d.      Rabbi trust     
                                                              i.      This is a limited exception to the general tax rules
                                                            ii.      Employer irrevocably transfers assets to a trust on the employee’s behalf with on critical caveat written into the trust agreement:
1.      In the event of the employer’s insolvency, the assets of a rabbi trust are available to satisfy the claims of the employer’s general creditors
                                                          iii.      This allows employers to get around ERISA rules if they don’t wanna set up qualified benefit plan
IV.              Introduction to Qualified Retirement Plans (21-40)
a.       ER who adopts a retirement plan for EEs and meets specific requirements may secure payments under the plan by means of an irrevocable trust w/o taxes until benefits paid
                                                              i.      EE isn’t taxed now but employer takes deduction now
                                                            ii.      Not available to creditors
                                                          iii.      EE doesn’t pay taxes on contributions or gains until he takes the money out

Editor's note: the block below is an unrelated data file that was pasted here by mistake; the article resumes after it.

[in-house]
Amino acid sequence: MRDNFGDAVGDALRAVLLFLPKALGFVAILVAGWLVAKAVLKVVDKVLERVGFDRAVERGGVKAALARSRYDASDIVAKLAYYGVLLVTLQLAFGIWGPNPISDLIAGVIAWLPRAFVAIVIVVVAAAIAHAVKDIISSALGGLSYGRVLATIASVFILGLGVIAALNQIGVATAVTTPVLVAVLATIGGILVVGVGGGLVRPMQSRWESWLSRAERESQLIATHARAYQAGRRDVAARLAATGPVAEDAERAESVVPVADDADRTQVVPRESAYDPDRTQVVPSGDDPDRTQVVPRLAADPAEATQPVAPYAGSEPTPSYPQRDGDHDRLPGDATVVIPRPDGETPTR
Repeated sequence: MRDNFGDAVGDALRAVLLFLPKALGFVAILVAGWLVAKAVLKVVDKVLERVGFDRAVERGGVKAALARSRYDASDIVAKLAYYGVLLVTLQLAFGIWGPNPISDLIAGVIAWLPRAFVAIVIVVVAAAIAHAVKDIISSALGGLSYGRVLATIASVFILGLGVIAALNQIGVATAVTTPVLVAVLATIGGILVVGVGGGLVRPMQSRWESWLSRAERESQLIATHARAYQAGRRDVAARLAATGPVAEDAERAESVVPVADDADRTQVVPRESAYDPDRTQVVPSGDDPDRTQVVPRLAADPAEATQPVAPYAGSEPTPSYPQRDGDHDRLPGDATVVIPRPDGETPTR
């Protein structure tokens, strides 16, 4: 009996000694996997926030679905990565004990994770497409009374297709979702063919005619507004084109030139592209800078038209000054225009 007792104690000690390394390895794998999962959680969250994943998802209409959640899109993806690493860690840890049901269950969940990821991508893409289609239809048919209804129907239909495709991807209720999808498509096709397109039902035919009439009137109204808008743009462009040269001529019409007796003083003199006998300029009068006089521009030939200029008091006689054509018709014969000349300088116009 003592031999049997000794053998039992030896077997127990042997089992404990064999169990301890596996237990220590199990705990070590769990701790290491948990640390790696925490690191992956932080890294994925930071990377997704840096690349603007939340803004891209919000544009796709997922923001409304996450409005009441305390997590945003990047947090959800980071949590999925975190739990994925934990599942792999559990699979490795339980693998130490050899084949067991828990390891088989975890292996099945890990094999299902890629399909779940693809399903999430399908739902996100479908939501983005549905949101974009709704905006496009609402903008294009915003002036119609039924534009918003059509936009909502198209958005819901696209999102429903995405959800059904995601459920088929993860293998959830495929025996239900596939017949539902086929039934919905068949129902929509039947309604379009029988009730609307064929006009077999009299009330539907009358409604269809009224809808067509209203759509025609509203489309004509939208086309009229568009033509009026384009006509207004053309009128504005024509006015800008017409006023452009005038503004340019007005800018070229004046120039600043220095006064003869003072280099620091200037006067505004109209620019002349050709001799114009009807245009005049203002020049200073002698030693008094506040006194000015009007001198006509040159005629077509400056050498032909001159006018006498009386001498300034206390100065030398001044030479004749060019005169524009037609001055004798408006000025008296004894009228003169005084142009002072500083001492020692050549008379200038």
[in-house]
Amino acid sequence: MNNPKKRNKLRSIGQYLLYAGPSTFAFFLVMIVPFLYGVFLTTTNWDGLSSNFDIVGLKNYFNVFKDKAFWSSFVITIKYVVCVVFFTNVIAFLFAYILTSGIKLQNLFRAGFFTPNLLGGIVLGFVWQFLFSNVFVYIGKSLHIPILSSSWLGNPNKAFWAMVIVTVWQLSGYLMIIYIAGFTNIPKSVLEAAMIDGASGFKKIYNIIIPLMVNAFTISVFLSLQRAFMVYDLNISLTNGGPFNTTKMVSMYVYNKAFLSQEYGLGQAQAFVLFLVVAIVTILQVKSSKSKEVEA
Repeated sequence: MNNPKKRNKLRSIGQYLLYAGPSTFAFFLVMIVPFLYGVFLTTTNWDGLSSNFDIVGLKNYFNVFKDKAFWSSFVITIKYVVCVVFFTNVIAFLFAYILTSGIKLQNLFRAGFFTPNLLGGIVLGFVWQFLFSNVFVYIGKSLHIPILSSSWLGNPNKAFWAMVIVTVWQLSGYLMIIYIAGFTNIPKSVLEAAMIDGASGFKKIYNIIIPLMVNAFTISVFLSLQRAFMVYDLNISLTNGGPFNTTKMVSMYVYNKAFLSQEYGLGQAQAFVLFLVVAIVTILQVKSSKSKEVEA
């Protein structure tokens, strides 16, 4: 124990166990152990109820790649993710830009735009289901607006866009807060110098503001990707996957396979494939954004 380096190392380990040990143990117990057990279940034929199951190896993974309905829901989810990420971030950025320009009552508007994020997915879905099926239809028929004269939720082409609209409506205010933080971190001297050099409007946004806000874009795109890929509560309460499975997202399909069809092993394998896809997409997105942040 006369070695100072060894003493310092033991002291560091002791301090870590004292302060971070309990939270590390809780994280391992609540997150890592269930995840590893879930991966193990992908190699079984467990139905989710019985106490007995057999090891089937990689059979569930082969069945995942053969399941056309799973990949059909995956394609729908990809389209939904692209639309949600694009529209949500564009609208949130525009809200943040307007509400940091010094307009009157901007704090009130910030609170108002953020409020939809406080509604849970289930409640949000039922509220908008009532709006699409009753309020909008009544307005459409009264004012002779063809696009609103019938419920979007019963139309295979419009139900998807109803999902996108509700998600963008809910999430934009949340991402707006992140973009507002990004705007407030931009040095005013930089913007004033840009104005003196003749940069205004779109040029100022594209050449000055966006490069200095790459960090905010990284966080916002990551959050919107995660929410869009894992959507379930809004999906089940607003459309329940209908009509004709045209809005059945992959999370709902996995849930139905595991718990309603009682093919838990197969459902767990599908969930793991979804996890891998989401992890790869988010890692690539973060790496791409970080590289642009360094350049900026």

b.      Types of qualified plans
                                                              i.      Defined Benefit Plans
1.      The plan document specifies the amount of the benefit to be paid out at time of retirement (usually using a formula)
a.       Retirement benefit = 1% x years of service x final salary (but not greater than 30% of final salary)
2.      Investment risk and underestimation of contribution is on the ER/sponsor
                                                            ii.      Defined Contribution Plans
1.      Specifies how much ER will contribute to the plan on the EE’s behalf
2.      Investment risk and underestimation of contribution on EE/participant
3.      401k Plan
a.       Most prominent kind of defined contribution plan
b.      EEs can direct ER to defer some of their pay into this plan
c.       Employers might contribute in some way as well
4.      Most retirement plans are defined contribution
5.      Commonly paid as lump sum but can be paid as annuities as well
c.       Vesting
                                                              i.      Usually an employee must work a certain amount of time with the employer to be guaranteed any benefit under the plan
1.      If not vested, no benefit under the plan